American Judah Ciervo (right) easily won the first round with punches and low kicks, but the momentum of the fight turned quickly with an elbow from Touch Vireak early in the second round.
Referee Sok Vichay gives Juday Ciervo a standing eight-count during the second round of his fight with Touch Vireak at CTN boxing arena Friday.
Touch Vireak throws a punch as Judah Ciervo counters during the second round of their international bout at CTN boxing arena on Friday.
Photos by Robert Starkweather
Touch Vireakk dropped American Judah Ciervo twice in the second round on his way toward scoring a decisive TKO in the pair’s 71-kilogram bout Friday night at the CTN boxing arena.
Working from the clinch, Touch Vireak landed a crushing right elbow to the cheek early in round two, collapsing the 32-year-old American.
“I never saw it coming,” said Ciervo, a native of Pennsylvania who trains out of the Philidelphia Fight Factory, a well-respected American mixed martial arts dojo, adding: “It was a brilliant move.”
Ciervo, wearing black and gold Fight Factory shorts, showed little trouble answering the count. But seconds later – with Ciervo still on shaky legs and his hands held low – Touch Vireak backed the American into the ropes and landed a kick to the head, putting Ciervo on the canvas for a second time.
Cievo made no immediate attempt to get up, prompting referee Sok Vichay to start another count, and Ciervo’s cornerman, Nuon Soriya, to ask for a towel.
Cievo struggled mightily to find his feet, just barely beating the count. And Nuon Soriya lobbed a sweaty white towel over the top rope.
“I could see it in his eyes,” Nuon Soriya said. “He was not good.”
Ciervo offered no protest. “It was the right decision.”
With Friday’s victory, Touch Vireak improved his official record to 10-1.
A native of Koh Kong, Touch Vireak, 27, trains in Oudong with Soy Sokum at the Oudam Meanruth club, formerly known as the Oudam Sports club. He made his professional debut in late 2007, earning a razor-thin victory decision over Northern Irish fighter Richard Weir, who was ringside Friday night. Touch Vireak also came first in the 71-kilogram category of the 2009 National Championships.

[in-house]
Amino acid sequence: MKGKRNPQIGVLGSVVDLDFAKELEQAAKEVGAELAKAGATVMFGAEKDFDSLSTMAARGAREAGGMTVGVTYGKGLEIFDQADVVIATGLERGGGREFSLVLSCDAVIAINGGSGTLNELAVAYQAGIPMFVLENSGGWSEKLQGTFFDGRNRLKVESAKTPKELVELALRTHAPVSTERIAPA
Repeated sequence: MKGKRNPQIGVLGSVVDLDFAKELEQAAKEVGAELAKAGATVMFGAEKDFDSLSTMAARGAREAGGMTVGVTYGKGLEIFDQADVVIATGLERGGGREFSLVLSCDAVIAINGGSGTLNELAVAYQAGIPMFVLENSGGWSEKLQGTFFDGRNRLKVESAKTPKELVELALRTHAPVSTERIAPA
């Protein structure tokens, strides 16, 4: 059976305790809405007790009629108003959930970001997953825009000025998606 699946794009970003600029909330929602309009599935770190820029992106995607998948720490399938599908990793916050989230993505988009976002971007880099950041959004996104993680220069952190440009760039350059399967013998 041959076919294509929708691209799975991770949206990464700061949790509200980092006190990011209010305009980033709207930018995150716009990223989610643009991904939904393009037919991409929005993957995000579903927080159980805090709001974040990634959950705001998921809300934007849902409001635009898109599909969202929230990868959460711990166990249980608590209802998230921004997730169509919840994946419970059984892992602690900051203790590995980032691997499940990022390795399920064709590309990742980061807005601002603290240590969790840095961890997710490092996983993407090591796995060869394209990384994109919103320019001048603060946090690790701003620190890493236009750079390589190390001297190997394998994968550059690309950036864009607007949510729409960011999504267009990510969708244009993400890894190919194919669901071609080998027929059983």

Ciervo arrived in Cambodia about two weeks ago. The trip was a gift from his godson’s parents, Say Non and his wife Bunnary, who recently relocated from Philadelphia to Phnom Penh.
“Every year they give me a different Father’s Day present,” Ciervo said. “Last year they threw me out of an airplane. This year it was to come visit them in Cambodia.”
Upon getting the news, Ciervo knew immediately that he wanted to fight. He began researching the Cambodian boxing scene on the Internet, where he discovered the Angkor Youth Boxing Club. Shortly after, he found an article on the club’s head trainer, Paddy Carson, in an American fight magazine.
“I knew I wanted to train with Paddy,” Ciervo said. But as a result of scheduling, the pair had less than week to prepare for Friday’s bout.
“He fought well the first round,” Carson said after Friday’s bout. “But he dropped his hands in the second, and his chin was right up.”
Ciervo easily won the first round, working behind a long left jab and low kicks, and he grappled Touch Vireak to the canvas three times. But the momentum of the fight shifted in round two.
“I started off with a weird rhythm in the second – I could feel it,” Ciervo said. “Whatever [Vireak] saw in the first, he put it to good use in the second.”
The loss moves Ciervo, who also fights mixed martial arts, to an even 5-5 career record in kickboxing. He is 3-3 in MMA fights.
“I’m not going to worry about it,” he said. “I’m going to learn from it.”